You Are Stronger Then You Think You Are. Don’t let thinking trap you in a negative cycle.

We live in a society where strength is valued.  Our culture values physical, emotional, mental, and spiritual strength.  According to Ran Zilch (2010), strength means having physical power, having great mind and moral power, and having resources.  In the extreme culture we live in we see the strongest, the smartest, and the richest as the most successful and powerful.  As a result those of us that are normal and are not Dana Lynn Bailey,  not Steve Jobs or Mark Zuckerburg, or are not Donald Trump believe we are not enough.

If this what we think then this is what we will start to believe.  If you believe you are not strong enough you will feel not strong enough.  This is not because you are weak it is because of automatic negative thoughts.  Every single day you engage in behaviors and make decisions, all of which require thinking.  Because of automatic thinking most decisions and behaviors are performed with ease and minimal effort.  Imagine how your life would be if it took great thought to brush your teeth, drive to work, or have a conversation with a friend.  Automatic thinking keeps us functioning from day to day (Epstude & Roese, 2011).  Negative automatic thoughts develop when we compare our realistic situation to our expectation.  Here is an example of how negative automatic thinking works, “If I am feeling depressed then I must not be emotionally strong enough” (Byrne, 2005).  This thought will develop in the mind with minimal effort and because your evaluation of the situation seems true to you, this thought will stick. Negative thinking can cause isolation and depression.  Because we value strength it can seem shameful to share these thoughts and feelings to someone else.  You may think something like, “if I say how I really feel people will think I am weak”.  People think that negative emotions means they are flawed.  Therefore people tend to keep these thoughts and feelings quiet. Research after research study cites the importance of support to improve health and accomplish goals.  However if we are letting our negative thinking get in the way then we are not allowing ourselves to accept support from others.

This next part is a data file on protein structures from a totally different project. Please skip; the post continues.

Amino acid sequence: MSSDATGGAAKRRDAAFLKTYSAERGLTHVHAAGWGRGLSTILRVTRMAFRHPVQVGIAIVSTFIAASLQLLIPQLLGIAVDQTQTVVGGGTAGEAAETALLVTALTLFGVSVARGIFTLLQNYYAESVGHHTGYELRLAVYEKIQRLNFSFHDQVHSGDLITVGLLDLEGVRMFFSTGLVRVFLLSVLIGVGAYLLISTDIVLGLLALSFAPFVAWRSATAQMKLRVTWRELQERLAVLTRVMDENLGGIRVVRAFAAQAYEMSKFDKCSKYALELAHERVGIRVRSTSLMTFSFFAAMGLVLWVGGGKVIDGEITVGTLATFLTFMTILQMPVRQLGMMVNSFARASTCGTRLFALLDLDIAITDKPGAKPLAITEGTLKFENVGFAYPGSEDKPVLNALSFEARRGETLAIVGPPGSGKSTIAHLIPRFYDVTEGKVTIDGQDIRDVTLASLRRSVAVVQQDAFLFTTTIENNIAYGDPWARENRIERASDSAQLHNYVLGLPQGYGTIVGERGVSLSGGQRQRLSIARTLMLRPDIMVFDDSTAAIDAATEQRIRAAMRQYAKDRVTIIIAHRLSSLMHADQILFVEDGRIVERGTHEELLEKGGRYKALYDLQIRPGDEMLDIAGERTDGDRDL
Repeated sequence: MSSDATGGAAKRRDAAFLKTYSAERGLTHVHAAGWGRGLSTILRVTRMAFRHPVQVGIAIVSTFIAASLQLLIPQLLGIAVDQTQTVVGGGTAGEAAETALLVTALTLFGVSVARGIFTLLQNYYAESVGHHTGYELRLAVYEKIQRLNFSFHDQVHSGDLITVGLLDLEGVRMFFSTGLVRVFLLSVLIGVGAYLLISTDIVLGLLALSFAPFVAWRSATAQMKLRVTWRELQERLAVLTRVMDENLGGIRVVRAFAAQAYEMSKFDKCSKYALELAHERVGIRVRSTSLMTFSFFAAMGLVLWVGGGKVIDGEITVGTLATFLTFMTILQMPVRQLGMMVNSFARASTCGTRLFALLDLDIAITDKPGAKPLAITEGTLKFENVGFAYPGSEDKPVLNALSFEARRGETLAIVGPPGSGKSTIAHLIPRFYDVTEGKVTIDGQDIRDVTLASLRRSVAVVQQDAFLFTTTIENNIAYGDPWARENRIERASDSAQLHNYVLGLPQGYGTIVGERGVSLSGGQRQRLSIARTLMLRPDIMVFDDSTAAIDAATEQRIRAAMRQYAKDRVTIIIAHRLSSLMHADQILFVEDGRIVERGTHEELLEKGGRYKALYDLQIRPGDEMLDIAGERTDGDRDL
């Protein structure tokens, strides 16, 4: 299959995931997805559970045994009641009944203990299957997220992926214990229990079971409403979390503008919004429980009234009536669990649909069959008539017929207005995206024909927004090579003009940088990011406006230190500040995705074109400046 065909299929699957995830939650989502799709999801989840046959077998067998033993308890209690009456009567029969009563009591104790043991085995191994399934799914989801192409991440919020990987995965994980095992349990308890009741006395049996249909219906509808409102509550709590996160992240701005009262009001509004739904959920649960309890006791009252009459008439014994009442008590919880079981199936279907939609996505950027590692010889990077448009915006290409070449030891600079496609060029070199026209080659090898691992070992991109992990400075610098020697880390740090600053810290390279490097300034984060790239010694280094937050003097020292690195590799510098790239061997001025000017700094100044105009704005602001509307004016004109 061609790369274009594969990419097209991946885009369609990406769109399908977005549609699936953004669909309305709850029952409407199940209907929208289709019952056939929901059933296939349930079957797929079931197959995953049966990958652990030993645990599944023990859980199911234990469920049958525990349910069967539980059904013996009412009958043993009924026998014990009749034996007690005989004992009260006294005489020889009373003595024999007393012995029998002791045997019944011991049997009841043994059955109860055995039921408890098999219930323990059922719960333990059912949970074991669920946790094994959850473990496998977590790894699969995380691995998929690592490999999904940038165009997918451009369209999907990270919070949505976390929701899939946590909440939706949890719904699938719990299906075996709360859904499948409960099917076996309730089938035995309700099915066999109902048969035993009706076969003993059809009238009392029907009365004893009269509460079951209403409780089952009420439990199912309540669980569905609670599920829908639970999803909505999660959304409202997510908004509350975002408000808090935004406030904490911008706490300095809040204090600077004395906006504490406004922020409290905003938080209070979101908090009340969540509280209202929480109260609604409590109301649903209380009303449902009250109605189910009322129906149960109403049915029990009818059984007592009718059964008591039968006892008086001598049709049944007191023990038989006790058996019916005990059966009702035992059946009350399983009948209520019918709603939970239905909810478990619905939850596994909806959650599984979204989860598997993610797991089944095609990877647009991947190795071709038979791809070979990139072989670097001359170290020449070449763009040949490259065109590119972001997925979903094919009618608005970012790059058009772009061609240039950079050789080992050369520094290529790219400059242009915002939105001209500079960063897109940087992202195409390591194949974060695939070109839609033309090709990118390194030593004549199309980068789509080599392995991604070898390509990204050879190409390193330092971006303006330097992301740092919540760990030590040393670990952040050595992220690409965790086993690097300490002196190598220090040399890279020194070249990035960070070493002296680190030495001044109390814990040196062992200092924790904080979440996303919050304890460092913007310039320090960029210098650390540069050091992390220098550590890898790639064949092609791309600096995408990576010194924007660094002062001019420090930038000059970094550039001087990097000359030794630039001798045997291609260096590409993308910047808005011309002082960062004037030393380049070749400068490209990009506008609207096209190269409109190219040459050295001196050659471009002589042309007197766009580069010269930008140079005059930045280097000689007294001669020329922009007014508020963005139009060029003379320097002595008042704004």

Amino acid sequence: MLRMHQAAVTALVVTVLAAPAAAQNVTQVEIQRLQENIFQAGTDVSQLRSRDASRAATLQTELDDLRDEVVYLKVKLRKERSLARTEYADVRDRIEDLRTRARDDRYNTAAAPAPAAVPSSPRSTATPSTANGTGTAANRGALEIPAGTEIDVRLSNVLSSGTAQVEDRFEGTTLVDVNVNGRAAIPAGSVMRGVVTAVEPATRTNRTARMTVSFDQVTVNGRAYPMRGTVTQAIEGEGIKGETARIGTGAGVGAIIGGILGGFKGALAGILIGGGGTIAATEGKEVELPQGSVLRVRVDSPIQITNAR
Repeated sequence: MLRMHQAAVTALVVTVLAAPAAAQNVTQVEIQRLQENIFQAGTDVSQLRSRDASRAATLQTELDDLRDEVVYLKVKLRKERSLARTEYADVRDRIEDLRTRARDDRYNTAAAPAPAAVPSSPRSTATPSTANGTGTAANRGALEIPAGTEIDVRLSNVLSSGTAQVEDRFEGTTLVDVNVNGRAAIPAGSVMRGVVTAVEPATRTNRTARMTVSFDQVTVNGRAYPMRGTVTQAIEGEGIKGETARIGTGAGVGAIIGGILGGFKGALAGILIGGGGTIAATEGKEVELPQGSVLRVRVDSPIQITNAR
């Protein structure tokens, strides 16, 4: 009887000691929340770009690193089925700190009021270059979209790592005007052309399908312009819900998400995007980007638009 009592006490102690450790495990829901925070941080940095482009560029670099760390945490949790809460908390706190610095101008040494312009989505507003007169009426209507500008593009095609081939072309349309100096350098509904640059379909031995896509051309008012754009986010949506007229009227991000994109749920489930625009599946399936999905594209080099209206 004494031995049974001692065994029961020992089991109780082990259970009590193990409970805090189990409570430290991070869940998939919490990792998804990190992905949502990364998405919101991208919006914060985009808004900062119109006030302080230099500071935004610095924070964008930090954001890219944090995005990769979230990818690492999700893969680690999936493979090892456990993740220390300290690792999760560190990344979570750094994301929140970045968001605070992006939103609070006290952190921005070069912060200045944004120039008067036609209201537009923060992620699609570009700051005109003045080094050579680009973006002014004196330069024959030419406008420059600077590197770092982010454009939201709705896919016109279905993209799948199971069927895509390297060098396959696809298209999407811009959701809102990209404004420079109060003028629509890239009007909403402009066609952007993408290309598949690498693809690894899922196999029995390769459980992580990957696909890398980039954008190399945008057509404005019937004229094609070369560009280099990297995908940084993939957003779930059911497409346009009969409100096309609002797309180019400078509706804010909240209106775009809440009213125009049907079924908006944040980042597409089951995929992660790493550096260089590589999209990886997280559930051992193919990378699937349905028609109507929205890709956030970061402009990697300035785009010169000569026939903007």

Negative thinking can be corrected.  It takes effort but using support from others will help correct harmful negative thoughts.  When in doubt, when unsure, when scared, when sad, and when upset one of the best things to do is reach out for support.  Here are some common negative thinking patterns that cause depression, frustration, and emotional upset and how you can use support to challenge the negative thinking to feel better.

  • “Should”‘ing all over yourself.  Thinking things that include “I should”, “I must”, “I ought” only cause us to feel guilty.  Thinking this way increases shame, frustration, and is a form of self-punishment.  Escape this messy trap by sharing this thinking with a trusted friend or loved one.  Allow yourself to be open to their feedback and listen to what they have to say.  Their perspective will eliminate your guilt and remind you do not “have to” do the thing you think you “must, should, or ought”.  Allow your loved one to tell you it is OK to break the rules from time to time.
  • What we feel must be true.  In other words if you are feeling sad and lonely you believe no one wants to be with you because you are a depressing person.  However research shows that interacting with people daily influences thinking (Lakey & Tanner, 2013).  If you want to counteract your negative thinking  encourage your family members to focus on the positive.  Or spend more time with people that are full of energy and positivity.
  • Focusing on only the negative aspects.  There are situations, circumstances, and trials in life that cloud the daily good things that happen.  Rather then recognize the positive things that can happen daily people become focused on only thinking about the bad and ignore the good.  To overcome this thinking trap try using capitalization.  Capitalization is the process of sharing the daily positive things that occurred with a loved one (Otto, Laurenceau, Siegel, & Blecher, 2014).
    Believe it or not, more positive things happen in a day then negative things (Gable & Haidt, 2005).  One study found that when women with breast cancer shared the positive daily events with a partner they experienced increased positive emotions and improved relationship satisfaction (Otto, Laurenceau, Siegel, & Blecher, 2014).  If you are struggling to see the good start a daily journal where you write all the good and all the bad things that happened in a day and share with a close friend or partner.


Byrne, R.M.J. (2005).  The rational imagination: How people create alternatives to reality.  Cambridge, MA: MIT. Epstude, K & Roese, N. (2011).  When goal pursuit fails.  The functions of counterfactual thought in intention formation.  Social Psychology, 42(1), 19-27.

Gable, S. L., & Haidt, J. (2005). What (and why) is positive psychology? Review of General Psychology, 9, 103–110. 1089-2680.9.2.103 Lakey, B. & Tanner, S. (2013).  Social influences in negative thinking and affect.  Cognitive Therapy and Research, 37(1), 160-172.